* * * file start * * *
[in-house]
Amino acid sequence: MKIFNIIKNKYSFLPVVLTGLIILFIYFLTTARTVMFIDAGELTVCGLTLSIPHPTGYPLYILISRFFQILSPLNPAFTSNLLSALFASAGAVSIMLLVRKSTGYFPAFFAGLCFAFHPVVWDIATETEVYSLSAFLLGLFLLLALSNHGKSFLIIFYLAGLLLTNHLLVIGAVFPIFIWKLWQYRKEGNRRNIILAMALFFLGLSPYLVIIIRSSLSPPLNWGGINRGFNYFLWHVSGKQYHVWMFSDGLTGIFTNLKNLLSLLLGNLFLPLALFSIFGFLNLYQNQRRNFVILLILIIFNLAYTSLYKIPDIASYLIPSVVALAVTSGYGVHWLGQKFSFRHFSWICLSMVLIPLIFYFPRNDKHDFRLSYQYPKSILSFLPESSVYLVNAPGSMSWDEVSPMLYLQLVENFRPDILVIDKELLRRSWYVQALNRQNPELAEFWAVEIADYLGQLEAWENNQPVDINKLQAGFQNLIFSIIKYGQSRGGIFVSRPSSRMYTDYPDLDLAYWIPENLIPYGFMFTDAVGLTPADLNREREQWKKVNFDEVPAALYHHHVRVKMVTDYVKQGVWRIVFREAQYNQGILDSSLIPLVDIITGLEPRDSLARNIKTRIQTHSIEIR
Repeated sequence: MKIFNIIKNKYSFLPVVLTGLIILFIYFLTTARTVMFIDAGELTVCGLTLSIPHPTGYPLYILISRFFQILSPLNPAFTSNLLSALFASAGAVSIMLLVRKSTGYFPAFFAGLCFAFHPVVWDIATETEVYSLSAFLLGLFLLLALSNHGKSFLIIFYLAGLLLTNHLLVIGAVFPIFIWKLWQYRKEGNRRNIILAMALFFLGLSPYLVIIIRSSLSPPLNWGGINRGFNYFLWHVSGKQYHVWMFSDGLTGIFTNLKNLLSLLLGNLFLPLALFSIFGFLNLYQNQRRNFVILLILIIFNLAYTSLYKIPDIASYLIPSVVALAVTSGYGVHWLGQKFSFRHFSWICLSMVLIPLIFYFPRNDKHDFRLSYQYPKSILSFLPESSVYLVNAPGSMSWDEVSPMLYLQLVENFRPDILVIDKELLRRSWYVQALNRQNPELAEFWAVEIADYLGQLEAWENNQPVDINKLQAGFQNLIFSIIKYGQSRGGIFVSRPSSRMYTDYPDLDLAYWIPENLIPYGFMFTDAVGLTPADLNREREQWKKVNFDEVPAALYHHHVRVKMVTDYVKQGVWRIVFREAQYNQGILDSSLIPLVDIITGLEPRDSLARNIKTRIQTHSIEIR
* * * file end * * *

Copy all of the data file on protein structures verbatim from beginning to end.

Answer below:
[in-house]
Amino acid sequence: MKIFNIIKNKYSFLPVVLTGLIILFIYFLTTARTVMFIDAGELTVCGLTLSIPHPTGYPLYILISRFFQILSPLNPAFTSNLLSALFASAGAVSIMLLVRKSTGYFPAFFAGLCFAFHPVVWDIATETEVYSLSAFLLGLFLLLALSNHGKSFLIIFYLAGLLLTNHLLVIGAVFPIFIWKLWQYRKEGNRRNIILAMALFFLGLSPYLVIIIRSSLSPPLNWGGINRGFNYFLWHVSGKQYHVWMFSDGLTGIFTNLKNLLSLLLGNLFLPLALFSIFGFLNLYQNQRRNFVILLILIIFNLAYTSLYKIPDIASYLIPSVVALAVTSGYGVHWLGQKFSFRHFSWICLSMVLIPLIFYFPRNDKHDFRLSYQYPKSILSFLPESSVYLVNAPGSMSWDEVSPMLYLQLVENFRPDILVIDKELLRRSWYVQALNRQNPELAEFWAVEIADYLGQLEAWENNQPVDINKLQAGFQNLIFSIIKYGQSRGGIFVSRPSSRMYTDYPDLDLAYWIPENLIPYGFMFTDAVGLTPADLNREREQWKKVNFDEVPAALYHHHVRVKMVTDYVKQGVWRIVFREAQYNQGILDSSLIPLVDIITGLEPRDSLARNIKTRIQTHSIEIR
Repeated sequence: MKIFNIIKNKYSFLPVVLTGLIILFIYFLTTARTVMFIDAGELTVCGLTLSIPHPTGYPLYILISRFFQILSPLNPAFTSNLLSALFASAGAVSIMLLVRKSTGYFPAFFAGLCFAFHPVVWDIATETEVYSLSAFLLGLFLLLALSNHGKSFLIIFYLAGLLLTNHLLVIGAVFPIFIWKLWQYRKEGNRRNIILAMALFFLGLSPYLVIIIRSSLSPPLNWGGINRGFNYFLWHVSGKQYHVWMFSDGLTGIFTNLKNLLSLLLGNLFLPLALFSIFGFLNLYQNQRRNFVILLILIIFNLAYTSLYKIPDIASYLIPSVVALAVTSGYGVHWLGQKFSFRHFSWICLSMVLIPLIFYFPRNDKHDFRLSYQYPKSILSFLPESSVYLVNAPGSMSWDEVSPMLYLQLVENFRPDILVIDKELLRRSWYVQALNRQNPELAEFWAVEIADYLGQLEAWENNQPVDINKLQAGFQNLIFSIIKYGQSRGGIFVSRPSSRMYTDYPDLDLAYWIPENLIPYGFMFTDAVGLTPADLNREREQWKKVNFDEVPAALYHHHVRVKMVTDYVKQGVWRIVFREAQYNQGILDSSLIPLVDIITGLEPRDSLARNIKTRIQTHSIEIR